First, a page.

MARK SIEDLECKI URGES TAX FREEZE FOR HAMILTON COUNTY SENIOR CITIZENS

 

In 2006, Tennessee voters overwhelmingly approved, with 83% of the vote, a statewide referendum that would allow counties and municipalities to freeze property taxes for elderly homeowners. Since then, 23 counties have adopted this program through their local county commission. Hamilton County is the only major county in the state that has not, despite the minimal cost involved.

“It is morally wrong to work your whole life only to be forced from your home due to a tax increase or nearby rising property values,” said Mark Siedlecki, candidate for Assessor of Property. “Our county commission has had almost a decade to enact this important legislation and they have failed to act. When I am elected, I will make it a priority to protect our elderly residents and keep them in their homes.”

To solve this problem, the county commission can pass a resolution at the local level to enact this program in Hamilton County. Mark will work with the commission and continue to advocate for the people who built the foundation of our prosperity. Otherwise, our senior citizens are vulnerable to losing their homes in several different scenarios:

Scenario A: Surrounding property values increase due to development and/or gentrification. Existing homeowners see their tax bills rise and are unable to pay them, thus being forced out of their homes and displaced to a lower-cost part of town or can even become homeless.

Scenario B: County commission passes a property tax increase for all homeowners. Senior homeowners living on a fixed income cannot pay the new higher taxes. They would be forced out of their homes and into a cheaper, and likely smaller and less convenient, place to live. In this scenario, it is also possible for the senior citizen to become homeless.

If Hamilton County adopts the state Tax Freeze program, it will help keep our elderly residents in their homes and avoid the above scenarios. The county commission doesn’t have to wait for the August 4 election. They are able to act on this now. With a reassessment coming up next year, we must act quickly to protect our seniors. The county commission legislation must be passed prior to the reassessment process.

As an example, Davidson County, which adopted the program in 2007, has seen a reduction in property tax revenue of only 0.1%, while countless seniors have been able to stay in their homes as a result.

In order to qualify, total household income can be no greater than $38,070 per year.

Counties that have adopted the Tax Freeze Relief Program for Seniors:

County: Year Adopted:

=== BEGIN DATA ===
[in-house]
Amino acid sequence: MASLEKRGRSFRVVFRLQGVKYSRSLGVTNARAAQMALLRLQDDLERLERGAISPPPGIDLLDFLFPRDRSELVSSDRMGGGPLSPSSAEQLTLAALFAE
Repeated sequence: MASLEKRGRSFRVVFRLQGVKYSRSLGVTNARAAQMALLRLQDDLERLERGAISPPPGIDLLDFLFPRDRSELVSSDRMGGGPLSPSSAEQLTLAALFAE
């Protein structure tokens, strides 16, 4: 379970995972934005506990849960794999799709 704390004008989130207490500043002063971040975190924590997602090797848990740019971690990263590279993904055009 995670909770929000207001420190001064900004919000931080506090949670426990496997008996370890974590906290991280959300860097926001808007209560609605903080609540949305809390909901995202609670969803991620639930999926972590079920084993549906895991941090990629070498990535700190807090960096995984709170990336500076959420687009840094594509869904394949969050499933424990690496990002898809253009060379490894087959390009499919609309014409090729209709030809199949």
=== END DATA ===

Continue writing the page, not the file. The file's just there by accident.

Anderson 2007
Bledsoe 2011
Blount 2007
Bradley 2007
Campbell 2008
Coffee 2008
Davidson 2007
Franklin 2008
Hamblen  2007
Hancock   2010
Hickman 2008
Knox 2007
Madison 2012
Montgomery 2008
Roane 2007
Robertson 2008
Rutherford 2008
Sevier 2008
Shelby 2008
Smith 2008
Summer 2008
Williamson 2008
Wilson 2007

 

Here is the text of the referendum that passed statewide with 83% of the vote:

 

By general law, the legislature may authorize the following program of tax relief:

(a) The legislative body of any county or municipality may provide by resolution or ordinance that:

(1) Any taxpayer who is sixty-five (65) years of age or older and who owns residential property as the taxpayer’s principal place of residence shall pay taxes on such property in an amount not to exceed the maximum amount of tax on such property imposed at the time the ordinance or resolution is adopted;

(2) Any taxpayer who reaches the age of sixty-five (65) after the time the ordinance or resolution is adopted, who owns residential property as the taxpayer’s principal place of residence, shall thereafter pay taxes on such property in an amount not to exceed the maximum amount of tax on such property imposed in the tax year in which such taxpayer reaches age sixty-five (65); and

(3) Any taxpayer who is sixty-five (65) years of age or older, who purchases residential property as the taxpayer’s principal place of residence after the taxpayer’s sixty-fifth birthday, shall pay taxes in an amount not to exceed the maximum amount of tax imposed on such property in the tax year in which such property is purchased.

(b) Whenever the full market value of such property is increased as a result of improvements to such property after the time the ordinance or resolution is adopted, then the assessed value of such property shall be adjusted to include such increased value and the taxes shall also be increased proportionally with the value.

(c) Any taxpayer or taxpayers who own residential property as their principal place of residence whose total or combined annual income or wealth exceeds an amount to be determined by the General Assembly shall not be eligible to receive the tax relief provided in subsection (a) or (b).